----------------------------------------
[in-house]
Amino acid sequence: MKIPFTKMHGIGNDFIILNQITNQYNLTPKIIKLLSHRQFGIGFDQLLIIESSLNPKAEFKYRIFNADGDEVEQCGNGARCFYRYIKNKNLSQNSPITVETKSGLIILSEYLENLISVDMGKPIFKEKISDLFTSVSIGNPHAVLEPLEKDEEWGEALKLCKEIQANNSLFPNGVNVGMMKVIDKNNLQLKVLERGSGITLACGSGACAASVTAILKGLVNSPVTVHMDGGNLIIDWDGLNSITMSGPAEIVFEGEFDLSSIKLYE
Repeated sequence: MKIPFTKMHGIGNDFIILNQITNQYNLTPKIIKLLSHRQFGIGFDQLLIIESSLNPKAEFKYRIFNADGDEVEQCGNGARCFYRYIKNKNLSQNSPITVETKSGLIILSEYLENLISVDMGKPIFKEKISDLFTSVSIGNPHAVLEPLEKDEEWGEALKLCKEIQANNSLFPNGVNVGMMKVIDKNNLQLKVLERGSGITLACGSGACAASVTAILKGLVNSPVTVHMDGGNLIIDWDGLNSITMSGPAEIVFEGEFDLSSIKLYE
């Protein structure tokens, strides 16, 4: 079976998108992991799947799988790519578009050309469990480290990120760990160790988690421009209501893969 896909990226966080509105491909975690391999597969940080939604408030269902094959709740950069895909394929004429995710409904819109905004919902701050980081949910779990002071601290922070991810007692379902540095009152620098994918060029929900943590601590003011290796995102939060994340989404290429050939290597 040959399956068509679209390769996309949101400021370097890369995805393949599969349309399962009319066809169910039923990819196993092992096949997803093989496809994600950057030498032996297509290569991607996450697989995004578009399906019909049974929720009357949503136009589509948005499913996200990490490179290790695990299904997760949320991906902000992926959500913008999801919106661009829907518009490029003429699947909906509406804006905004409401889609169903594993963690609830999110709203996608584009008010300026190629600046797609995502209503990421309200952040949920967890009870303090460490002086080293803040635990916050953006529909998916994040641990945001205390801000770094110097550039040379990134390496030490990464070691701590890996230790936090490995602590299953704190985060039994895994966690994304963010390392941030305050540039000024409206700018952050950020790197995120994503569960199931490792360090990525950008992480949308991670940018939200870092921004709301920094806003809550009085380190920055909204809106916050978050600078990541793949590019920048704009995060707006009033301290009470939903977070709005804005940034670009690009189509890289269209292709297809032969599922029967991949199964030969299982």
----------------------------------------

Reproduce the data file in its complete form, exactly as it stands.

[in-house]
Amino acid sequence: MKIPFTKMHGIGNDFIILNQITNQYNLTPKIIKLLSHRQFGIGFDQLLIIESSLNPKAEFKYRIFNADGDEVEQCGNGARCFYRYIKNKNLSQNSPITVETKSGLIILSEYLENLISVDMGKPIFKEKISDLFTSVSIGNPHAVLEPLEKDEEWGEALKLCKEIQANNSLFPNGVNVGMMKVIDKNNLQLKVLERGSGITLACGSGACAASVTAILKGLVNSPVTVHMDGGNLIIDWDGLNSITMSGPAEIVFEGEFDLSSIKLYE
Repeated sequence: MKIPFTKMHGIGNDFIILNQITNQYNLTPKIIKLLSHRQFGIGFDQLLIIESSLNPKAEFKYRIFNADGDEVEQCGNGARCFYRYIKNKNLSQNSPITVETKSGLIILSEYLENLISVDMGKPIFKEKISDLFTSVSIGNPHAVLEPLEKDEEWGEALKLCKEIQANNSLFPNGVNVGMMKVIDKNNLQLKVLERGSGITLACGSGACAASVTAILKGLVNSPVTVHMDGGNLIIDWDGLNSITMSGPAEIVFEGEFDLSSIKLYE
């Protein structure tokens, strides 16, 4: 079976998108992991799947799988790519578009050309469990480290990120760990160790988690421009209501893969 896909990226966080509105491909975690391999597969940080939604408030269902094959709740950069895909394929004429995710409904819109905004919902701050980081949910779990002071601290922070991810007692379902540095009152620098994918060029929900943590601590003011290796995102939060994340989404290429050939290597 040959399956068509679209390769996309949101400021370097890369995805393949599969349309399962009319066809169910039923990819196993092992096949997803093989496809994600950057030498032996297509290569991607996450697989995004578009399906019909049974929720009357949503136009589509948005499913996200990490490179290790695990299904997760949320991906902000992926959500913008999801919106661009829907518009490029003429699947909906509406804006905004409401889609169903594993963690609830999110709203996608584009008010300026190629600046797609995502209503990421309200952040949920967890009870303090460490002086080293803040635990916050953006529909998916994040641990945001205390801000770094110097550039040379990134390496030490990464070691701590890996230790936090490995602590299953704190985060039994895994966690994304963010390392941030305050540039000024409206700018952050950020790197995120994503569960199931490792360090990525950008992480949308991670940018939200870092921004709301920094806003809550009085380190920055909204809106916050978050600078990541793949590019920048704009995060707006009033301290009470939903977070709005804005940034670009690009189509890289269209292709297809032969599922029967991949199964030969299982």